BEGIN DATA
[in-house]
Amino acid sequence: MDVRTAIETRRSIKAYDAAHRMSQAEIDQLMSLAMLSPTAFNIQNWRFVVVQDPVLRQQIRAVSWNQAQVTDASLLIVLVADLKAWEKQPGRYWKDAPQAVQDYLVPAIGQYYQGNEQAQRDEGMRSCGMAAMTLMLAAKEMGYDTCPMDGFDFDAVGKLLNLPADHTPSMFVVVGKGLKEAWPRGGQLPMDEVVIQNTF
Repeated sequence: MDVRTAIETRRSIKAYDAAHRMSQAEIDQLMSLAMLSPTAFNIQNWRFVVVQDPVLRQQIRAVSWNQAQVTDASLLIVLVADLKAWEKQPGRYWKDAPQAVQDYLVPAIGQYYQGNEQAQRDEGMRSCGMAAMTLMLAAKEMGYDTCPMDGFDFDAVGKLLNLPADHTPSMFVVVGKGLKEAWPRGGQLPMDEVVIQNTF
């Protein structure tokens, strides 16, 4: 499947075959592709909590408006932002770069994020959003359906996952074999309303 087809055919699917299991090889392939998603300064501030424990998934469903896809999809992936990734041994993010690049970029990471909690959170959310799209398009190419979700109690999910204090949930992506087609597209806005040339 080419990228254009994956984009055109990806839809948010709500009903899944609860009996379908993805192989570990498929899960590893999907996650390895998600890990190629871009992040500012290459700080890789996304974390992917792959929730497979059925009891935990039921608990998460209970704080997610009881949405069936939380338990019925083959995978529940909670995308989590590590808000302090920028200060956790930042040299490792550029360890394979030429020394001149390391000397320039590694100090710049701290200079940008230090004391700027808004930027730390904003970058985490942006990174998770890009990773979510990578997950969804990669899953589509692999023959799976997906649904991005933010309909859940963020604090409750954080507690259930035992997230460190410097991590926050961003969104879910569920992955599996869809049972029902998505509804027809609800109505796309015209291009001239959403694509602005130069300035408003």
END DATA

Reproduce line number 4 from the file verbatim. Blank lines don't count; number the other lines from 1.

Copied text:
């Protein structure tokens, strides 16, 4: 499947075959592709909590408006932002770069994020959003359906996952074999309303 087809055919699917299991090889392939998603300064501030424990998934469903896809999809992936990734041994993010690049970029990471909690959170959310799209398009190419979700109690999910204090949930992506087609597209806005040339 080419990228254009994956984009055109990806839809948010709500009903899944609860009996379908993805192989570990498929899960590893999907996650390895998600890990190629871009992040500012290459700080890789996304974390992917792959929730497979059925009891935990039921608990998460209970704080997610009881949405069936939380338990019925083959995978529940909670995308989590590590808000302090920028200060956790930042040299490792550029360890394979030429020394001149390391000397320039590694100090710049701290200079940008230090004391700027808004930027730390904003970058985490942006990174998770890009990773979510990578997950969804990669899953589509692999023959799976997906649904991005933010309909859940963020604090409750954080507690259930035992997230460190410097991590926050961003969104879910569920992955599996869809049972029902998505509804027809609800109505796309015209291009001239959403694509602005130069300035408003």